You can often avoid typing altogether by speaking your words. Make sure the option Enable Dictation is turned on. At your text message, tap the microphone icon and then start speaking. Remember to include punctuation marks as you speak. The voice recognition is fairly accurate, so it should be able to capture most of your words correctly.
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More Keyboard Settings to Change
You can further customize your keyboard from the settings screen. While many of them are useful features, you can disable them by turning their switch off.
Auto-Capitalization will capitalize the first letter of a word after you type a period. It also allows you to double-tap the spacebar to enter a period.
Enable Caps Lock keeps the uppercase keyboard alive if you double-tap the Shift key.
Smart Punctuation automatically converts certain punctuation marks to make them look better, such as turning straight quotation marks into curly ones or a double dash into an em dash.
On an iPad, the option for Enable Key Flicks is a quick way to type an alternate character. Flick down on a specific key on the keyboard, and the character that appears at the top of the key is entered. For example, flicking down on the A key enters a @, flicking down on the D key enters a $, and flicking down on the X key enters a –. Flicking down on any of the keys at the top enters a number. Unless you keep entering the wrong key by flicking instead of tapping, you’ll want to keep this enabled.
Slide to Type for an iPhone or Slide on Floating Keyboard to Type on an iPad lets you slide your finger along different keys to form a word. Often a quicker way to create a word, this option shouldn’t interfere with your regular typing whether you use it or not. So you can typically leave it enabled.
Delete Slide-to-Type by Word deletes the entire previous word that you entered by sliding. If you find that the sliding feature sometimes results in incorrect words that you need to modify, you may want to turn off this option to more easily correct them.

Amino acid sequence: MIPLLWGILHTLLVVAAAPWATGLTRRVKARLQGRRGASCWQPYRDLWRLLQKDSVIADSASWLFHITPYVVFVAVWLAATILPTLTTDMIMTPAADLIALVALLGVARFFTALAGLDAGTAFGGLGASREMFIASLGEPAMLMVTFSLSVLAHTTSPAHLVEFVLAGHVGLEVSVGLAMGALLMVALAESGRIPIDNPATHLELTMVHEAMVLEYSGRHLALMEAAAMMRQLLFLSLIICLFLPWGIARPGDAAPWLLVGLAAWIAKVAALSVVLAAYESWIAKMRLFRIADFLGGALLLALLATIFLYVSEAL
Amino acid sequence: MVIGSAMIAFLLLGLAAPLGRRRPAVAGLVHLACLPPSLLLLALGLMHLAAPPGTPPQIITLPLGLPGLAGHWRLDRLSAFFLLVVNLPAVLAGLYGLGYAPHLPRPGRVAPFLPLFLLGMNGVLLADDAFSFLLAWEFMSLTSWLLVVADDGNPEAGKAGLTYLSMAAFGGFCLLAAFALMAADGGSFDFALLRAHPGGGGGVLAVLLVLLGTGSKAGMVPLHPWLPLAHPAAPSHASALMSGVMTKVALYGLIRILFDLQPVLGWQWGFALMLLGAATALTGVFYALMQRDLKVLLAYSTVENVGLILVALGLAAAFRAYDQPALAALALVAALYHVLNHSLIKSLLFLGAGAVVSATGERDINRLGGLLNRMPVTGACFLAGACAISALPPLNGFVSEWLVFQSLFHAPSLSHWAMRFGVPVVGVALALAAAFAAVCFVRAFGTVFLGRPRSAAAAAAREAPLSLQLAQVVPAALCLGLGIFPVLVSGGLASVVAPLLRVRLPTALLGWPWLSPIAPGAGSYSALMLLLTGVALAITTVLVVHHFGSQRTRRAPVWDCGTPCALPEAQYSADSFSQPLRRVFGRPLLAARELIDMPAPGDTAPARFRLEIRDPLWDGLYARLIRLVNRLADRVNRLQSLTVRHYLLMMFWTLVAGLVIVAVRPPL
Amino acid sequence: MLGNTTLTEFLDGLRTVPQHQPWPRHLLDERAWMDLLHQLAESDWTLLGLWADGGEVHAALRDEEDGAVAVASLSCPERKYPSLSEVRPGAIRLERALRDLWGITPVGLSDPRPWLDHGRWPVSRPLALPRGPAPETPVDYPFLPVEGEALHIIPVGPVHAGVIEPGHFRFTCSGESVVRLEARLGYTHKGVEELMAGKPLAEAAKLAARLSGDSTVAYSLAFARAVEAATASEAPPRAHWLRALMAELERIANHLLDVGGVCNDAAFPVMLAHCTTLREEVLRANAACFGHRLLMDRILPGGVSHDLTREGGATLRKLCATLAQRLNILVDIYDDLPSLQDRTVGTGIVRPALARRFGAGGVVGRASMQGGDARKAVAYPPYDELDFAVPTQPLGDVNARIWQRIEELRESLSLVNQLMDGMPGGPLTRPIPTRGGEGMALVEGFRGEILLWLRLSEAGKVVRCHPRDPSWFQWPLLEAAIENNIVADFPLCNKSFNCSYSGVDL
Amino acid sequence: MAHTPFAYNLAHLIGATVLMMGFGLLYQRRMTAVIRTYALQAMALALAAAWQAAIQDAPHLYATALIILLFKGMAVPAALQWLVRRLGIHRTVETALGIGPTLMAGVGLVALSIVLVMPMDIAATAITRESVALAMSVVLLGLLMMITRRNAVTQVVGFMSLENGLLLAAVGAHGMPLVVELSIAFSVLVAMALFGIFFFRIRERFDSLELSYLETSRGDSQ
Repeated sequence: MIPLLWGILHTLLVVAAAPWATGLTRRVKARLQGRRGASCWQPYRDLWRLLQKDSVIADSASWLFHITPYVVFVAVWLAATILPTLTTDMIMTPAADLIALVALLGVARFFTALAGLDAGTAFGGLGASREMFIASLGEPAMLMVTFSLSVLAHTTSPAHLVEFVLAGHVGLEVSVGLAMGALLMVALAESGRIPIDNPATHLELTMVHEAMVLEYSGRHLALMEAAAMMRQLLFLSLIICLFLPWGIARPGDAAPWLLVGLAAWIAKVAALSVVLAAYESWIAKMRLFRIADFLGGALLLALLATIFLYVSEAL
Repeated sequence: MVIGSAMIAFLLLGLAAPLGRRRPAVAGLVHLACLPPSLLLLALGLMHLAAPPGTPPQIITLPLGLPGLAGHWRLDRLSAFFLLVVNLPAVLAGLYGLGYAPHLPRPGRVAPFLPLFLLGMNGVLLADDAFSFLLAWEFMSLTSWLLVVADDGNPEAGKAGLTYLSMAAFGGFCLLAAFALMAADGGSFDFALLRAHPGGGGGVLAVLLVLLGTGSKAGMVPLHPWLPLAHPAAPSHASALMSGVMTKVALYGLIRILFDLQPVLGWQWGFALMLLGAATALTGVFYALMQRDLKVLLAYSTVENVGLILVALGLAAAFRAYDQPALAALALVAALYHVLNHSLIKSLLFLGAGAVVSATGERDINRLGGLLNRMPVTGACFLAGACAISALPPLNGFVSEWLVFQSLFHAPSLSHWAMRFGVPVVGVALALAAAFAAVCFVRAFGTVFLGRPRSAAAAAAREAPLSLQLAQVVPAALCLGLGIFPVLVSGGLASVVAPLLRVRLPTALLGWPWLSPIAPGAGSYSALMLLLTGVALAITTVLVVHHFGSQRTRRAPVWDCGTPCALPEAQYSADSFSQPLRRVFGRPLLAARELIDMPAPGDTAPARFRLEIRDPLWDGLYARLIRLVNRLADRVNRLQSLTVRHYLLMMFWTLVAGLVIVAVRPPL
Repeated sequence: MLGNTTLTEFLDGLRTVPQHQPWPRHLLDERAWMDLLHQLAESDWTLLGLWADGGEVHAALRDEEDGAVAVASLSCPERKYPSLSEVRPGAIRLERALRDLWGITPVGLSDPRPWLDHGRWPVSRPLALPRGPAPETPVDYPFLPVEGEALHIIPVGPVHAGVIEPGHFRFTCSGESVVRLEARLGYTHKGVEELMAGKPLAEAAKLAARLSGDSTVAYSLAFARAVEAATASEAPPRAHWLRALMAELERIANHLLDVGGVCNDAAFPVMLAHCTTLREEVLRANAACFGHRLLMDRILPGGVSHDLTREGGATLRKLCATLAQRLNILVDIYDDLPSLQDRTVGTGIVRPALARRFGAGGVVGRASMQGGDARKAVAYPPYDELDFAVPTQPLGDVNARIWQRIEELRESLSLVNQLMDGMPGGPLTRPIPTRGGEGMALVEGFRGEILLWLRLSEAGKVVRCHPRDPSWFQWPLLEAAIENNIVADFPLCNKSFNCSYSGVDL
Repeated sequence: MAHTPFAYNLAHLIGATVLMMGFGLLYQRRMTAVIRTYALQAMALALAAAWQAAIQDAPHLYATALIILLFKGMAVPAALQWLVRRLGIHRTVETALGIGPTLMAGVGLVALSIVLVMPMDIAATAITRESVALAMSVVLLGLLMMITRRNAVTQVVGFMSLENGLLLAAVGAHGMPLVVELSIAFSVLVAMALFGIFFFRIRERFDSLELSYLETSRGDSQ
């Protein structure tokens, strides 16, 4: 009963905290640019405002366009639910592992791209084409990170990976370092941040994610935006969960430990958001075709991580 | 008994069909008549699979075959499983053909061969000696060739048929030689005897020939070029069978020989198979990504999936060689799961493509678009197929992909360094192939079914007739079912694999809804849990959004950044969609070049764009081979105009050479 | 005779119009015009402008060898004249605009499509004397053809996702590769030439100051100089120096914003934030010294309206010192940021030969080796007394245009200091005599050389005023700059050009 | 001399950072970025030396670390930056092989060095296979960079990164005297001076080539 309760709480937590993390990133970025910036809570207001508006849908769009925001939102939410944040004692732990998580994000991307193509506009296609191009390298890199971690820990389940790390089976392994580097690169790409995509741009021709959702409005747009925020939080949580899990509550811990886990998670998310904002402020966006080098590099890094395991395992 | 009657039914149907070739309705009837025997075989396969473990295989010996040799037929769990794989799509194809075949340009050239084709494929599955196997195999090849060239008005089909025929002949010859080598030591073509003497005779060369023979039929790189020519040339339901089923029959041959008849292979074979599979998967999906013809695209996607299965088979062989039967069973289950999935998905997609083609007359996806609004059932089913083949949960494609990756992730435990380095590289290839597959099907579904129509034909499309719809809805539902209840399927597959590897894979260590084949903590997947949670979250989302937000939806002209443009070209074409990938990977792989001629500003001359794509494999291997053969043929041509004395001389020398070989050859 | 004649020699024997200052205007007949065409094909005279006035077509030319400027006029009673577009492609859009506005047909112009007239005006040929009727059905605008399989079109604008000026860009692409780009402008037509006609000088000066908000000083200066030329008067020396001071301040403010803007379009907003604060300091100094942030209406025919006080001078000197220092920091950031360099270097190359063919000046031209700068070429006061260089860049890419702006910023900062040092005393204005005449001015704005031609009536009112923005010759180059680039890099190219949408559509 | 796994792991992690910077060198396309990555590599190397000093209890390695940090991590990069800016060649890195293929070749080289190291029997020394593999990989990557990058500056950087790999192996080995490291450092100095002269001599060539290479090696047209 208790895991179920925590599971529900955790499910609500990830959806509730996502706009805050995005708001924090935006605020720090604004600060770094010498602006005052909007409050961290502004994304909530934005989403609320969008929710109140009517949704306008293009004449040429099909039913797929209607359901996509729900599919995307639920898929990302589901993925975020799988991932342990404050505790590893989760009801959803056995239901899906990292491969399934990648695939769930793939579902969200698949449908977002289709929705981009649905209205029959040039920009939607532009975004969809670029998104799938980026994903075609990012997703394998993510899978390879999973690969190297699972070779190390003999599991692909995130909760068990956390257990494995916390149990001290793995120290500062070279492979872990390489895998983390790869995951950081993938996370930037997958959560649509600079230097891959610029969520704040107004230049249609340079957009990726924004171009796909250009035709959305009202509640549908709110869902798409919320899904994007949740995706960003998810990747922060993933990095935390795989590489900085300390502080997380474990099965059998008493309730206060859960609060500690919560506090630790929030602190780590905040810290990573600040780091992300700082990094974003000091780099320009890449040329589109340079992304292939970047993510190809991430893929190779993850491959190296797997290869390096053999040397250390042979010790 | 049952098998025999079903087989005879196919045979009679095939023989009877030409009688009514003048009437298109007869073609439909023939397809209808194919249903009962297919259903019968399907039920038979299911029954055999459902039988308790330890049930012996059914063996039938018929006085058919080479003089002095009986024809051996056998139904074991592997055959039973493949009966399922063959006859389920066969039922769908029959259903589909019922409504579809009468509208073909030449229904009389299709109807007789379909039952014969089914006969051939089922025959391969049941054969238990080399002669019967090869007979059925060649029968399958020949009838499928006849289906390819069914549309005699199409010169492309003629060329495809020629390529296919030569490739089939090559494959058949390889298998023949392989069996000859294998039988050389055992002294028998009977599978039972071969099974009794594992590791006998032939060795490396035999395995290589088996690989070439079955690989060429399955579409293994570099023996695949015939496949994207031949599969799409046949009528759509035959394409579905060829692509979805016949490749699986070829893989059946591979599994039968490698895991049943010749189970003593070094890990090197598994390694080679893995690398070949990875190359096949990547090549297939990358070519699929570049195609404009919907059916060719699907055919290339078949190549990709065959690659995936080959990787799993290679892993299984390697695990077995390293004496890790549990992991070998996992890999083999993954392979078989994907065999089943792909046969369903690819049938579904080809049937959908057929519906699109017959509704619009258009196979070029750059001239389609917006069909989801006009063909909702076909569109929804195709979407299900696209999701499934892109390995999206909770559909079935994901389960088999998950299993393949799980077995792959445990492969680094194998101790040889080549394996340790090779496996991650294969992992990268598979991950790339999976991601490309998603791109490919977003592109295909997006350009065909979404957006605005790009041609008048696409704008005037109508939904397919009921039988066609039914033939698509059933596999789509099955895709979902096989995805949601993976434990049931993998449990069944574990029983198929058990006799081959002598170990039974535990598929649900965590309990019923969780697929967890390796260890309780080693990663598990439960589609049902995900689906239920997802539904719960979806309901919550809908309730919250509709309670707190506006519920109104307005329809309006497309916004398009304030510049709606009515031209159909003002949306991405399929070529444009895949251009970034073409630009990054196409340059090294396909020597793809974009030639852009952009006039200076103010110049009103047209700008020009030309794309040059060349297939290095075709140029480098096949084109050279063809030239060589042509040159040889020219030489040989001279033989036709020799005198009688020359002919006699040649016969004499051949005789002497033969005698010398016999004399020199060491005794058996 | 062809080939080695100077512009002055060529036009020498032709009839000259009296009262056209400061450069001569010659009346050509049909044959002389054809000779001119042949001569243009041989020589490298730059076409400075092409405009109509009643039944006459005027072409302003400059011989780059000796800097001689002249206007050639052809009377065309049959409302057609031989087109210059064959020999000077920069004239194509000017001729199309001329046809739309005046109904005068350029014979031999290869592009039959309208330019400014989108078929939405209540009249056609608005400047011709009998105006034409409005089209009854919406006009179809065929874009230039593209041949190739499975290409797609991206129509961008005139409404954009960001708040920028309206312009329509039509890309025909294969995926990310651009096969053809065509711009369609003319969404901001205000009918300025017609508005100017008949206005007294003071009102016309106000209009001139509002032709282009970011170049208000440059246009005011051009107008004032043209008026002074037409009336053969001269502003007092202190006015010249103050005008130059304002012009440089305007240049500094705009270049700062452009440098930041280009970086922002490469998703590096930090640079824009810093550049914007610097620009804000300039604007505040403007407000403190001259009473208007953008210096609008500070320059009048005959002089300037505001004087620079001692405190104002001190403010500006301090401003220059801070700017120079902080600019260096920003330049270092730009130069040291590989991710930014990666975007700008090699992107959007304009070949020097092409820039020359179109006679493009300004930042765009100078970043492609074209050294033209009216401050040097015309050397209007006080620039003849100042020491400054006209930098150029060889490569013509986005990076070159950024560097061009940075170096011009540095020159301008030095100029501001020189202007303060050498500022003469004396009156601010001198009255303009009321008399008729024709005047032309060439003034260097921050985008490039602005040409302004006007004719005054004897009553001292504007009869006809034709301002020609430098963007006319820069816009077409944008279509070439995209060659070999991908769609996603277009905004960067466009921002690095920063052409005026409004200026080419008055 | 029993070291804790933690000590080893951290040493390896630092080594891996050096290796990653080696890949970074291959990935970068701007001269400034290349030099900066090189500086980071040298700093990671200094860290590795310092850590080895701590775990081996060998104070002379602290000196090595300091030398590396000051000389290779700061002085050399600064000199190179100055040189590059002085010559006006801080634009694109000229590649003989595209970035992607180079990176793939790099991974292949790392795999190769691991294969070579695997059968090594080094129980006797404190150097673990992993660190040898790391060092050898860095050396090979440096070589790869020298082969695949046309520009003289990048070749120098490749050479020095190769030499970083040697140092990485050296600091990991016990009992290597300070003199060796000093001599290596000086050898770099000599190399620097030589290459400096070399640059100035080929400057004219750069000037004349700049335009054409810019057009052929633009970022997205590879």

On an iPhone, Character Preview displays a larger preview of each character you tap on the keyboard as a way to confirm that you pressed the right key. For some people, this option may be annoying or distracting. For others, it’s a helpful way to more clearly tell if you’re tapping the correct key. The option for “.” Shortcut automatically inserts a period if you double-tap the spacebar, an effective way to end one sentence and start a new one.
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To turn smart punctuation off, all you have to do is go to Settings > General > Keyboard, and then turn off the “Smart Punctuation” toggle. That’s it!
How do I change autocorrect shortcuts?
IPhone Autocorrect Prank
- Step 1: Go to Settings. Go to Settings > General.
- Step 2: Keyboard. Go to Keyboard.
- Step 3: Shortcuts. Tap Add New Shortcut…
- Step 5: Type Shortcut. Type a silly word, like cheese, for the shortcut.
- Step 6: More… Repeat Steps 3-5 for as many common words as possible.
- Step 7: Finished!
How do you fix incorrect AutoCorrect on iPhone?
- Open the Settings app.
- Tap General > Keyboard.
- Turn on Auto-Correction. By default, Auto-Correction is on.
How do I override spell check on iPhone?
How to turn off autocorrect completely
- Open Settings on your iPhone.
- Tap General.
- Tap Keyboard.
- Toggle the option for “Auto-Correction” so that it’s off.
How do you reset autocorrect on iPhone?
To reset your autocorrect, follow these steps:
- Tap the “Settings” icon.
- Slide the screen up to see more options. Tap “General.”
- Slide the screen up to see more options. Then, tap “Reset.”
- Tap “Reset Keyboard Dictionary.”
- Enter your passcode to continue.
- Tap “Reset Dictionary.”
What is preemptive text?